Kasha Jacqueline Nabagesera, director of Freedom and Roam Uganda, during a speech she gave at CUNY School of Law in the Long Island City neighborhood of Queens said she and her colleagues became advocates because they were “tired” of discrimination.
“We have had enough,” said Nabagesera.
OutRight Action International organized the conference that Council for Global Equality Chair Mark Bromley and activists from dozens of other countries attended. It capped off a series of events around International Human Rights Day that included a U.N. panel on the economic impact of anti-LGBT discrimination.
Jessica Stern, executive director of OutRight Action International, said at the beginning of the conference that advocates had met with representatives of more than 25 governments. They also sat down with officials from UNICEF and three other U.N. agencies.
— Samantha Power (@AmbassadorPower) December 11, 2015
“Change doesn’t happen in any one place,” said Stern as she spoke at the conference. “It happens from a combination of forces that create a forward momentum that eventually produces a catalyst for change.”
Uganda is among the more than 70 countries in which consensual same-sex sexual activity remains illegal.
Those found guilty of homosexuality in Iran, Mauritania and a handful of other nations face the death penalty. The Islamic State, a Sunni militant group also known as Daesh, has executed dozens of men in Syria and Iraq who had been accused of committing sodomy.
The U.S. is among the jurisdictions in which same-sex couples have received marriage rights. Argentina, Colombia, Ireland and Malta allow transgender people to legally change their name and gender without medical intervention.
Ging Cristobal, an OutRight Action International staffer who co-founded Lesbian Advocates Philippines, said during a conference panel that “all this talk about same-sex marriage” is “undermining gains” the LGBT rights movement in Asia has made. Gloria Careaga Pérez, a Mexican activist, added that pro-LGBT governments need to do more to support other social justice movements.
“Many governments are for LGBT people, but against women’s rights,” she said.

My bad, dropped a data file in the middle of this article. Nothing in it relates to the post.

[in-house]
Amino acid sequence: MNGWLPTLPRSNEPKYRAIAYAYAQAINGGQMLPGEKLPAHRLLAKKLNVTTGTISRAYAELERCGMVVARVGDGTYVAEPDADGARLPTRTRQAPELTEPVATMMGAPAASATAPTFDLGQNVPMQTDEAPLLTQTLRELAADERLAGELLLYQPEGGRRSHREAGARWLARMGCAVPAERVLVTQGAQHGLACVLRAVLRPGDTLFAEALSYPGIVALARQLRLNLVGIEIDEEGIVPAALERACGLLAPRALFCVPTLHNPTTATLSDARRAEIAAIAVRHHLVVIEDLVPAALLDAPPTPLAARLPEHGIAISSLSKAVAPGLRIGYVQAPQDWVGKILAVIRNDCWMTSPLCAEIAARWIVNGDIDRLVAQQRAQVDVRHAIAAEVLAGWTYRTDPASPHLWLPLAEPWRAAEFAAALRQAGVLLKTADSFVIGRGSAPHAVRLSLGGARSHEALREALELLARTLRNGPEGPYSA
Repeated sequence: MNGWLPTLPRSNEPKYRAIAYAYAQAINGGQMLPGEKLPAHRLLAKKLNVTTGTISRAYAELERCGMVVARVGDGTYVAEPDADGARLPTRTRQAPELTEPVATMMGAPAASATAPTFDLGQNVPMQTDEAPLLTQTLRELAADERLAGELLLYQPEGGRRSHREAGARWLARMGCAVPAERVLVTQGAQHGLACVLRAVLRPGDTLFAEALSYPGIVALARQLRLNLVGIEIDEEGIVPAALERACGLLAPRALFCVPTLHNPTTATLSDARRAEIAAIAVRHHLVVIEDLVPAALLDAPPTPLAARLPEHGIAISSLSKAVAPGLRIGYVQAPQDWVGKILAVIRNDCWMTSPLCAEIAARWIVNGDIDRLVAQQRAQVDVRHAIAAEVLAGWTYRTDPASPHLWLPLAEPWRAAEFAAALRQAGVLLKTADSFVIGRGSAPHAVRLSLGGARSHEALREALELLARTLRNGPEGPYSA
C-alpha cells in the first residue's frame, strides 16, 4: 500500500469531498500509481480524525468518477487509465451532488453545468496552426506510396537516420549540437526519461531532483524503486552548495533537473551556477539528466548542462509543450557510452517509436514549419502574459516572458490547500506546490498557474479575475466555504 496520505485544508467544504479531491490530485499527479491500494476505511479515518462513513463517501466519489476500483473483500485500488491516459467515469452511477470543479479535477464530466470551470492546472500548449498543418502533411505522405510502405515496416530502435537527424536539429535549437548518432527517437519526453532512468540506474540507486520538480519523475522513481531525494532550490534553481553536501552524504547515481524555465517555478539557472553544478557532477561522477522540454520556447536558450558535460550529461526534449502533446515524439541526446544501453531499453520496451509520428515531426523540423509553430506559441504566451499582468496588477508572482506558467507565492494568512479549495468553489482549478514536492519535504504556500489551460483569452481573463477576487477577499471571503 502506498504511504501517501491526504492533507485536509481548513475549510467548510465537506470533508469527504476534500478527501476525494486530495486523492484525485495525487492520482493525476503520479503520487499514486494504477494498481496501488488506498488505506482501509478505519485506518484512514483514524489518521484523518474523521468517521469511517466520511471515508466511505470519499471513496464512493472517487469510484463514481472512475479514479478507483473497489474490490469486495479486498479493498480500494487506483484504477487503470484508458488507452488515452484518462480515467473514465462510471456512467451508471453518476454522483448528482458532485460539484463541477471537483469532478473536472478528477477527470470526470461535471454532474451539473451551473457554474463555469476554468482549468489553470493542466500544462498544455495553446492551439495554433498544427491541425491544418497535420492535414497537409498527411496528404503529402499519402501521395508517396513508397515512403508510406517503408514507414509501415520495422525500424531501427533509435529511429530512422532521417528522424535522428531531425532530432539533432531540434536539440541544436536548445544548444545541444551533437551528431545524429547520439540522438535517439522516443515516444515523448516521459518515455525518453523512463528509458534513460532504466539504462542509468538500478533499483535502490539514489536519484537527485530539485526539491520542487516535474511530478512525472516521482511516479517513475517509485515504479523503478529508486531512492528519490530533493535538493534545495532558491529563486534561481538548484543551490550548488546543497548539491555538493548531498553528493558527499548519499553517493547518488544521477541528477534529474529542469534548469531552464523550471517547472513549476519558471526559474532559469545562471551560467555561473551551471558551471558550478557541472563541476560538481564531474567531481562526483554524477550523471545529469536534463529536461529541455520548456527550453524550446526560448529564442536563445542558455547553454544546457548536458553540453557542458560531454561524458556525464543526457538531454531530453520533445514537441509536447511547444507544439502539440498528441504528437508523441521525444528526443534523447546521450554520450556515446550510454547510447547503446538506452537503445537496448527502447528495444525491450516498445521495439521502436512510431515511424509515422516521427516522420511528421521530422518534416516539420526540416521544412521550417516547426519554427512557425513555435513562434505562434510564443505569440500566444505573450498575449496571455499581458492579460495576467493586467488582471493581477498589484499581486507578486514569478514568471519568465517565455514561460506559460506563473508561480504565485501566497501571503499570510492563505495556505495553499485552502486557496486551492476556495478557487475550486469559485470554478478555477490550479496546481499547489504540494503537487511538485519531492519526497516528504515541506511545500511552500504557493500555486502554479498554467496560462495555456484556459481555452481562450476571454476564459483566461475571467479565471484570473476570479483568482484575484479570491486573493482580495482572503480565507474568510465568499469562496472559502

Another panel focused on the media coverage of LGBT-specific issues and the way that advocates can use it to raise visibility around their efforts.
Diana Mailosi of Gays and Lesbians of Zimbabwe said sensational coverage of LGBT issues exacerbates discrimination and violence based on sexual orientation and gender identity that is rampant in her country. Miriam van der Have, co-chair of the Organization Intersex International who lives in the Dutch city of Nijmegen, stressed to her fellow activists that the media “is not your friend.”
“It’s also not easy for journalists,” said Yuli Rustinawati, chair of Arus Pelangi, an Indonesian LGBT advocacy group, while discussing the challenges that reporters face when covering LGBT-specific issues. “It depends on who their boss is.”
Conference organizers also honored to three LGBT rights advocates — Diana Sacayán of Argentina, Joel Gustave Nana of Cameroon and Mirka Negroni of the Joint United Nations Program on HIV/AIDS (UNAIDS) — who died this year. They placed a memorial to them outside the lecture hall in which the gathering took place.
Gay Palestinian man fled ‘problems with’ local police
Ramzi, a gay man from the Palestinian city of Ramallah, is among those who attended the conference.
Ramzi, who asked the Washington Blade not to publish his last name, fled to Belgium eight years ago to escape what he described as “problems with” Palestinian police because he is gay. He received asylum in the European country and now works with an organization that provides assistance to LGBT asylum seekers from the Middle East and North Africa.
“I had to choose between two things: To work with the Palestinian police as a spy to find LGBT guys and let them put them in prison or punish them, or I had to escape,” Ramzi told the Blade as he ate lunch with Bromley, Ernesto Zelayandia of the Human Rights Campaign and several other advocates who were attending the conference. “I decided to escape because I won’t work against my community.”Ramzi said homosexuality is not illegal by law in the West Bank, unlike in the Gaza Strip that the Islamic militant group Hamas governs. He nevertheless told the Blade that Muslims and Christians alike who live in the Palestinian territories remain largely hostile towards LGBT people.
“It’s a shame to be LGBT,” said Ramzi. “Just saying to your family your son is gay is kind of a shame for them.”
Ramzi also discussed the ongoing conflict between Israelis and Palestinians and how it impacts the local LGBT rights movement.
“As Palestinians are busy with the Israeli occupation,” he told the Blade, referring to Palestinian politicians and officials. “People don’t look at the LGBT. The priority now at the moment is to finish the occupation.”